By John Fanta
FOX Sports College Basketball Writer
Editor’s note: John Fanta is counting down his top 15 college basketball teams at regular intervals leading up to the start of the 2022-23 season. Checking in at No. 13 is Indiana.
college basketball is better when the Indiana Hoosiers are a national contender, and that is absolutely the case in Bloomington heading into Mike Woodson’s second season at the helm.
On paper, IU should be the frontrunner in the Big Ten. During an offseason of significant roster changes across the league, the Hoosiers return four starters from a 21-14 team that won an NCAA Tournament game last season.
The highlight of the offseason? All-American candidate Trayce Jackson-Davis’ return for a fourth season. After averaging 18.3 points and 8.1 boards per game last year, the Indiana native had his mind on getting to the next level. But, a bout with COVID during a prime evaluating period and some reflection time swayed his opinion — not to mention some NIL money — into running it back for the Hoosiers. His return gives Indiana the frontrunner for Big Ten Player of the Year and a preseason All-American selection.
But Jackson-Davis’ return is just one piece of great news for the Hoosiers, who also usher in the nation’s No. 9 recruiting class, according to the 247 Sports composite rankings. With five-star combo guard and Montverde Academy product Jalen Hood-Schifino headlining the group, Indiana has a blend of major experience and freshman talent on the roster.
Trayce Jackson-Davis throws it down
Trayce Jackson-Davis threw down a nasty dunk against Iowa in the Big Ten tournament last season.
As Woodson begins his second year at his alma mater, he bears noting that when the 64-year-old was hired, there were mixed reviews about the move. But the Hoosiers legend and former Knicks head coach has a chance to silence any doubters this year. Between the talent, a true home-court advantage at Assembly Hall, and a strong defense, it’s all on the table for Indiana.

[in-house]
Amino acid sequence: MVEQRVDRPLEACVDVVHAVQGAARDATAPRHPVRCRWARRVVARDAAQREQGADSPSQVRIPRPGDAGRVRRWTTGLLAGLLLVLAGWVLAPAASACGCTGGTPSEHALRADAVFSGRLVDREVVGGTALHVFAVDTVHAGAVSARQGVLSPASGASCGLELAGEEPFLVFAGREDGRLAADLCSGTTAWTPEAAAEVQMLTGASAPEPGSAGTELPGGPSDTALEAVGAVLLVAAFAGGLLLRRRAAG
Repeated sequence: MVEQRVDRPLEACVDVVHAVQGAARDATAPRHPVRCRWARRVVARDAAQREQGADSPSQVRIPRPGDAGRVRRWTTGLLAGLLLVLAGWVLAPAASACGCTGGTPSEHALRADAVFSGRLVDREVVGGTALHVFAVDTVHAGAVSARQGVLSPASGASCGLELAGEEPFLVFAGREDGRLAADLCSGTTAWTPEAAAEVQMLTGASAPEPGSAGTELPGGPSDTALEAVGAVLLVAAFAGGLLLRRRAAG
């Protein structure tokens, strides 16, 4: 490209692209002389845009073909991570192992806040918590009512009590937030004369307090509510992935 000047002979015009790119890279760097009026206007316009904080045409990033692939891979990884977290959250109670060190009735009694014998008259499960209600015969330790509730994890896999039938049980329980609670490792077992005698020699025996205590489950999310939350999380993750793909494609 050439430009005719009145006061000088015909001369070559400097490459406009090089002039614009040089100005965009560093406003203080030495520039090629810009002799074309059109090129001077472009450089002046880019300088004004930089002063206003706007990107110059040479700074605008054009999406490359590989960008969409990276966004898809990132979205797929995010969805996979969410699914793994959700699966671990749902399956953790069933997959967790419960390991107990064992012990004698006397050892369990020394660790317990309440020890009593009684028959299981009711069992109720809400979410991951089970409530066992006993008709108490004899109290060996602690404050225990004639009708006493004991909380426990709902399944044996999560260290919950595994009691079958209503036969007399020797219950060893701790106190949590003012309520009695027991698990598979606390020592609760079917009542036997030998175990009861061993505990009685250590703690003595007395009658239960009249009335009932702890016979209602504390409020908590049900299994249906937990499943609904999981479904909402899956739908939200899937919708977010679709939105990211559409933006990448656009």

The program has not appeared in the Sweet 16 since 2016, or the Elite Eight since 2002. Is this the year the Hoosiers break through? Let’s take a deep dive on the Hoosiers.
The Hoosiers have one of the best frontcourts in the country, with Jackson-Davis joined by fifth-year power forward Race Thompson. They averaged a combined 29.4 points and 15.6 rebounds per game last season.
To take it a step further on Jackson-Davis, the Hoosiers’ captain ranks fifth nationally in scoring since 2019-20 with 1,588 points, and fourth in free throws made at 412. His 797 boards during that span ranks second in the Big Ten. His return will keep other coaches around the league up at night.
Meanwhile, Thompson has steadily progressed throughout his career, posting 11.1 points and 7.5 rebounds last season while shooting 54% from the floor. In the final 17 games of the year, he also shot 40% from 3-point territory and ended up landing a spot as an All-Big Ten Honorable Mention.
As much as Indiana has rich experience in the frontcourt, the same can be said at point guard with Xavier Johnson. The Pittsburgh transfer came on the scene in Bloomington last year, took on the role and ran with it. He was third in the Big Ten with 5.1 assists per game while finishing second on the 12.1 PPG team. The key for Johnson is to minimize turnovers as he enters his fifth year of college basketball. Last season, he averaged 2.7 giveaways per game.